'Candlekeep Mysteries' preview: How it can fix one of D&D's biggest problems
"A search for the missing pages of a book puts adventurers in conflict with the Monks of the Immortal Lotus. Heroes who defeat these Shou villains and retrieve the pages can learn the secret to making Gloves of Soul Catching, a new and legendary magic item described in the adventure."
Dungeons & Dragons players who love kung fu movies will find the perfect action-packed adventure waiting for them within Candlekeep Mysteries — along with the legendary kung fu master Bak Mei.
“I wanted to emulate a lot of those classic kung fu movies I grew up watching, like Executioners from Shaolin from the ‘70s,” author Daniel Kwan tells Inverse. “I said I wanted to write about a kung fu manual stored in Candlekeep, and the team let me go nuts with my adventure.”
Kwan's adventure, “The Book of Inner Alchemy,” is one of 17 within the new anthology, out March 16. Each story focuses on a tome within the magical library of Candlekeep. Kwan — a narrative designer, cultural consultant, and podcaster — was originally invited to write a new D&D race for Wizards of the Coast after tweeting at the company that they needed to hire more Asian people. For years, he’s been one of the company’s harshest critics (and rightfully so), calling out blatantly racist content like the decades-old Oriental Adventures books.
For Kwan to be given free rein to design an adventure for the Candlekeep Mysteries suggests Wizards is taking meaningful steps to increase diversity and inclusion in D&D. “The Book of Inner Alchemy” is as much a celebration of kung fu cinema as it is a reinvention of how Asian cultures are represented in the world’s most popular tabletop role-playing game.
If players are able to defeat the Monks of the Immortal Lotus, they might recover the recipe for a magic item called the Gloves of Soul Catching. Kwan refuses to spoil what awesome power they may have, but he does promise it’s a suitable reward for such a challenging adventure.
“While it is inspired by martial arts movies, violence is not the only answer.”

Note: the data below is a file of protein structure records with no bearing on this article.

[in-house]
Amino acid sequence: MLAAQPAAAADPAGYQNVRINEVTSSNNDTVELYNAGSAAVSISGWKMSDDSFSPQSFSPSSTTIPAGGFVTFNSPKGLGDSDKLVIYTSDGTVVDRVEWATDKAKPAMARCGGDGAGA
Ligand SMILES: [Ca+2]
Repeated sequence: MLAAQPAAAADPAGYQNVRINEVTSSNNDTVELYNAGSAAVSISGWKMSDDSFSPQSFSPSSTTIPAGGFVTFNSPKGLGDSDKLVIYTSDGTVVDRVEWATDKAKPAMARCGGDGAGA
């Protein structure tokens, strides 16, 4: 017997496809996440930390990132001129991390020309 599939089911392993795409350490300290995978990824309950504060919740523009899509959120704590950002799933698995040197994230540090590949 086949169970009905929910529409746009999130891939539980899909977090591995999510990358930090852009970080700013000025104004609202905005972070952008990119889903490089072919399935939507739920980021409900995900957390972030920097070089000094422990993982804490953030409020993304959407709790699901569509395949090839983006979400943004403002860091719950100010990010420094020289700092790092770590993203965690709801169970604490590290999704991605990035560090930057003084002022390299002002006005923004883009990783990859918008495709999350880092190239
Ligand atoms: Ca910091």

Kwan grew up watching Shaw Brothers Studio kung fu movies with his father. The Hong Kong production company made more than 100 films from 1925 to 2011, including Executioners from Shaolin. For groups that can handle the 12th-level challenges this adventure has to offer, rushing in to fight a group of kung fu masters directly is an option. But it is not the only way.
“This really is an action-packed adventure with a lot of cool set pieces that different classes and players can engage with,” Kwan promises. “There are areas where stealth is a good idea or sequences very reminiscent of classic kung fu movies. It’s a mix of combat with acrobatic elements with classic villains. But while it is inspired by martial arts movies, violence is not the only answer.”
The chief villain Bak Mei is based on Pai Mei, the classic kung fu villain dressed in white robes with hair and eyebrows to match.
“I’m happy that it got to be a higher-level adventure, simply because I wanted to show powerful characters that would really challenge the players,” Kwan says. “Bak Mei is talked about in pop culture and the history of the Shaolin Temple as a character of immense power. It wouldn’t do him justice at lower levels.”
You may think you know what to expect from this character based on his history throughout cinema in everything from Executioners from Shaolin to Kill Bill: Vol. 2. But the mystery players uncover winds up being far more complex.